Bridget calls for Samantha to get back in the car so she and Jenny can pretend to drive. She asks where Samantha wants to go and Samantha says Mount Bedford. The girls make driving and car noises, bouncing on the seats enough that the car shakes and the hood wobbles over Gardner's and Nellie's heads. Nellie asks the girls to stop. They stop but start up a few moments later, and Bridget honks the horn accidentally and the girls laugh hysterically. Nellie scolds them to stop their nonsense. Bridget calls Nellie a spoilsport and Jenny says she's no fun. Samantha tells to two girls to come in the house with her; they'll have more fun there, and Nellie and Uncle Gard don't want them around. The girls agree and get out of the car. Nellie looks up from under the hood to see the three head inside laughing and chattering and feels left out again. Gardner calls them the gleesome threesome and Nellie suddenly feels hurt—her sisters like being with Samantha more than they do her, and she is jealous.
A few weeks later, Cornelia calls for Nellie, who goes outside to the cab that will take them to the settlement house. Cornelia thanks Nellie for going with her, and Nellie says that she likes going with her—which is true. Twice a week (after Nellie gets out of school) Nellie and Cornelia go to the settlement house; Nellie feels comfortable and useful there. Samantha always stays with Bridget and Jenny. Thus Nellie is spending more time away from her sisters and Samantha and more time with Cornelia. As the weather is getting warmer, Nellie and Samantha's friendship seems to be cooling. Nellie is hurt but doesn't know what to do; she is sure that she is damaging her friendship with Samantha daily. Samantha is noticing her impatience with their classes at school (which is because Nellie does not feel the classes will prepare her if Uncle Mike comes and takes them away). Samantha has started to leave Nellie alone with Uncle Gardner and Cornelia and shoos Nellie away when she tries to care for her sisters. One morning Jenny cried because she missed Mam; Samantha stepped in and comforted her, leaving Nellie feeling neither needed nor wanted. It is a tangle and Nellie thinks that perhaps they should have never come to live with the Edwards if it would have resulted in damaging her friendship. She wonders if it would be better if she left.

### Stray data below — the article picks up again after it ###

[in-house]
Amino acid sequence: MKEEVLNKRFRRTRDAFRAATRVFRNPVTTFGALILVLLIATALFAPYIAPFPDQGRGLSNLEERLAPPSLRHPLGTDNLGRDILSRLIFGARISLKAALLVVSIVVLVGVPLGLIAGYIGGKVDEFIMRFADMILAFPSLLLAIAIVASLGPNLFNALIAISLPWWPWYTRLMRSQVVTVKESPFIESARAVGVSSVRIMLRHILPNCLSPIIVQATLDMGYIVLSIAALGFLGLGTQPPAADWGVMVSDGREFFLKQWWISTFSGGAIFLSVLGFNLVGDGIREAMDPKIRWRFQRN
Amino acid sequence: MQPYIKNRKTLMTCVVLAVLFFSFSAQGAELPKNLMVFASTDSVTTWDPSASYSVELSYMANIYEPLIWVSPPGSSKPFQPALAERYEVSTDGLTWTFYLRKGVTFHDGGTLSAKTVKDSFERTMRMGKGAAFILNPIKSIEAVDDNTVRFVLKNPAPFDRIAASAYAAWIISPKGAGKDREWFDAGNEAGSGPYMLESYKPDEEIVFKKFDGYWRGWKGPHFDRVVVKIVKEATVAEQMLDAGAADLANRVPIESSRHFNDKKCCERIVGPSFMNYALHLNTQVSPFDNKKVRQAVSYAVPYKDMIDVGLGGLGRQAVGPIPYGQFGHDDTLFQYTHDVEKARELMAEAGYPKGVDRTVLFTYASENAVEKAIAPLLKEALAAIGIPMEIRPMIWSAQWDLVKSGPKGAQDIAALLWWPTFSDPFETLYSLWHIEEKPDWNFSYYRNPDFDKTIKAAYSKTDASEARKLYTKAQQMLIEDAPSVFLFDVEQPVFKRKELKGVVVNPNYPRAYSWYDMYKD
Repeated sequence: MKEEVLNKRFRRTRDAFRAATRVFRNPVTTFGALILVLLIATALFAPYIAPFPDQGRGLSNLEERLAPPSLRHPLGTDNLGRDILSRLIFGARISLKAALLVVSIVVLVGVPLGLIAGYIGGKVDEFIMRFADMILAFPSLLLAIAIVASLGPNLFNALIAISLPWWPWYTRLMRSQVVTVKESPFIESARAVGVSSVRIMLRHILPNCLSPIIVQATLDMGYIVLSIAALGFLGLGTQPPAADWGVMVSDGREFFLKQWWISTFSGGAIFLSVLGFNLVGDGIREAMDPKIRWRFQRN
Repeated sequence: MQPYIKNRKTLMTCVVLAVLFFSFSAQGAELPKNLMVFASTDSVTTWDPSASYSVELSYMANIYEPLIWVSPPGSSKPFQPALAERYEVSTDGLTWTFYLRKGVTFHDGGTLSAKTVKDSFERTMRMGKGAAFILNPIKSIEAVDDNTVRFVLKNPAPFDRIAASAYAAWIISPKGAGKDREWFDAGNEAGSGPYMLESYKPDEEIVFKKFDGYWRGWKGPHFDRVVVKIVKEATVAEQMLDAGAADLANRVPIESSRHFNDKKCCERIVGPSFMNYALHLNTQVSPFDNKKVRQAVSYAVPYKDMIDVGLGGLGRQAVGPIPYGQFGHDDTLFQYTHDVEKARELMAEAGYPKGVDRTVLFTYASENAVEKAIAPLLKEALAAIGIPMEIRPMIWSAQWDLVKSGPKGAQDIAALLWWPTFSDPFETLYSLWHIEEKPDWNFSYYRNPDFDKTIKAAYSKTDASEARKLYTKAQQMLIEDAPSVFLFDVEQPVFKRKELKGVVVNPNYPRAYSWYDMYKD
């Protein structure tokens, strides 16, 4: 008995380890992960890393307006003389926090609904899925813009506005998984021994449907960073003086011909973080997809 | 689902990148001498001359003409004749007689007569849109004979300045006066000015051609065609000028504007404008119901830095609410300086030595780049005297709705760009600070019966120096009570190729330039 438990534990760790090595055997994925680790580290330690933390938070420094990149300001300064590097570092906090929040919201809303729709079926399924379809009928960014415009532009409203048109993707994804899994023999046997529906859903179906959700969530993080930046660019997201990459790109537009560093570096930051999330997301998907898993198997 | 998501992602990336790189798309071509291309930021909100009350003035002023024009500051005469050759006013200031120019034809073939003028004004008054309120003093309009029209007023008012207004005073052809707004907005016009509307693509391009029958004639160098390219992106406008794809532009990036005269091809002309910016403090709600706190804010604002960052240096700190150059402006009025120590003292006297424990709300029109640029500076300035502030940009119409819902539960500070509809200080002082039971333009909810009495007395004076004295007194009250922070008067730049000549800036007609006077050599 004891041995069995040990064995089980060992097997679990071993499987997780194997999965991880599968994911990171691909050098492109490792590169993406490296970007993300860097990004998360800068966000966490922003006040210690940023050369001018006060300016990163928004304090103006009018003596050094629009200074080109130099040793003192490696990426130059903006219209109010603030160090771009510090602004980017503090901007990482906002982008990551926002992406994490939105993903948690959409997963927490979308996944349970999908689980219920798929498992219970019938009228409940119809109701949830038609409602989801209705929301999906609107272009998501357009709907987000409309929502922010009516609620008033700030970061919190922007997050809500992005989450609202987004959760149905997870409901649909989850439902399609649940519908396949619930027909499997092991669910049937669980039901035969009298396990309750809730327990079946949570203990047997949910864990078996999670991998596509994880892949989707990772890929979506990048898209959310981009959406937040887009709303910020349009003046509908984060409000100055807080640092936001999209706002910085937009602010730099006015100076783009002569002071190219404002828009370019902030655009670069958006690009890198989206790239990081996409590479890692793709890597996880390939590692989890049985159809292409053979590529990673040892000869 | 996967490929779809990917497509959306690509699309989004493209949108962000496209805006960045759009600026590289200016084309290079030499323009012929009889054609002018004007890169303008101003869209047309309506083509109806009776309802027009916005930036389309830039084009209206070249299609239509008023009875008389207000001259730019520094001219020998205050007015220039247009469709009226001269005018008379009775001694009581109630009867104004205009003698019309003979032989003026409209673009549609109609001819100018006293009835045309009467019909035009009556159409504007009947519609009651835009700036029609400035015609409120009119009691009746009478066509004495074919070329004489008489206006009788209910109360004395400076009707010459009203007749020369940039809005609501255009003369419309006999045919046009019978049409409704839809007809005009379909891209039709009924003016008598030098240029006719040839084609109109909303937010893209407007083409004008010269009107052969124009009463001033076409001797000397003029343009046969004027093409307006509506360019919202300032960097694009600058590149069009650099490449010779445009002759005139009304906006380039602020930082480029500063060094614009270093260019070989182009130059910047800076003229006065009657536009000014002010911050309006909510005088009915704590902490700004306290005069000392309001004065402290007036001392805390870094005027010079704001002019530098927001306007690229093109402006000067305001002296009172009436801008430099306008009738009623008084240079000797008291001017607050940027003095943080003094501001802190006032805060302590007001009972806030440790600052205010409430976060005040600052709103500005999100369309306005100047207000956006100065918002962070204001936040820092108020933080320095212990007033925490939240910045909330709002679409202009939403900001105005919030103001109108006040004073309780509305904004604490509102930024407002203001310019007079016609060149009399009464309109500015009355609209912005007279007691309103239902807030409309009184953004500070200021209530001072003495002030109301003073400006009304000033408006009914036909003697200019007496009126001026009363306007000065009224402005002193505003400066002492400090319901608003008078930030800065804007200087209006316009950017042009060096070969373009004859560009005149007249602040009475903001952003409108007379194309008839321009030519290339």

Mrs. Brennan greets Nellie and Cornelia cheerfully, calling them her two favorite helpers. Nellie and Cornelia greet her in unison and then laugh. Miss Brennan hurries Cornelia to the cooking class and then says she is going to borrow Nellie as she promised her tea and a chat. She also admits sheepishly that she has a clock that has stopped. Cornelia says that she'll do her best without Nellie translating. Nellie and Miss Brennan head to her office. Nellie fixes the clock easily (it needed winding and oiling). Miss Brennan pours them tea and says that while she knows Nellie's life has changed a lot, she still hopes she likes shortbread cookies. Nellie says she does. Miss Brennan sits down and says it feels good to do so as she has been very busy. She feels "blessed with work", as her grandmother would say, and feels blessed to have her job. Nellie asks Miss Brennan how she got her job and if she had to go to a special school. Miss Brennan says she trained to be a teacher. Her parents died when she was young; at about Nellie's age she went to Clark School in Boston. Many Irish girls went there hoping to become teachers instead of following their parents into factory work or maid work. She says she was very happy there, then asks Nellie if she is happy at her school. Nellie takes a deep breath before confessing she isn't. Miss Brennan asks her to talk about it.